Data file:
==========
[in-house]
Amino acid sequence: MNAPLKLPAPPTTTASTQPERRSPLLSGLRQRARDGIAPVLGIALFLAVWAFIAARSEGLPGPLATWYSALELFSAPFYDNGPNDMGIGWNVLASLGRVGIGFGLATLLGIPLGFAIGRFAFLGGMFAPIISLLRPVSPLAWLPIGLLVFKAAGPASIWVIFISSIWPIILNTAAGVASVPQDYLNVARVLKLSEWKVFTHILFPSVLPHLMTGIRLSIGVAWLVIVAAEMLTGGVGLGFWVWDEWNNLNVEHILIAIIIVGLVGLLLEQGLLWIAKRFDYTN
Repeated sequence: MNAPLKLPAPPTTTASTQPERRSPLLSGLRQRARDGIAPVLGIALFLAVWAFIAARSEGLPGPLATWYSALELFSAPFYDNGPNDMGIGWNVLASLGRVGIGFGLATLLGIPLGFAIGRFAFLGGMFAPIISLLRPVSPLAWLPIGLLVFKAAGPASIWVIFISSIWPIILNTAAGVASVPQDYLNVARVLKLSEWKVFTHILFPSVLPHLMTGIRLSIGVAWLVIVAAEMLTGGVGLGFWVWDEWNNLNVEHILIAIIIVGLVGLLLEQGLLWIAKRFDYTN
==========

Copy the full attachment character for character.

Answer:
[in-house]
Amino acid sequence: MNAPLKLPAPPTTTASTQPERRSPLLSGLRQRARDGIAPVLGIALFLAVWAFIAARSEGLPGPLATWYSALELFSAPFYDNGPNDMGIGWNVLASLGRVGIGFGLATLLGIPLGFAIGRFAFLGGMFAPIISLLRPVSPLAWLPIGLLVFKAAGPASIWVIFISSIWPIILNTAAGVASVPQDYLNVARVLKLSEWKVFTHILFPSVLPHLMTGIRLSIGVAWLVIVAAEMLTGGVGLGFWVWDEWNNLNVEHILIAIIIVGLVGLLLEQGLLWIAKRFDYTN
Repeated sequence: MNAPLKLPAPPTTTASTQPERRSPLLSGLRQRARDGIAPVLGIALFLAVWAFIAARSEGLPGPLATWYSALELFSAPFYDNGPNDMGIGWNVLASLGRVGIGFGLATLLGIPLGFAIGRFAFLGGMFAPIISLLRPVSPLAWLPIGLLVFKAAGPASIWVIFISSIWPIILNTAAGVASVPQDYLNVARVLKLSEWKVFTHILFPSVLPHLMTGIRLSIGVAWLVIVAAEMLTGGVGLGFWVWDEWNNLNVEHILIAIIIVGLVGLLLEQGLLWIAKRFDYTN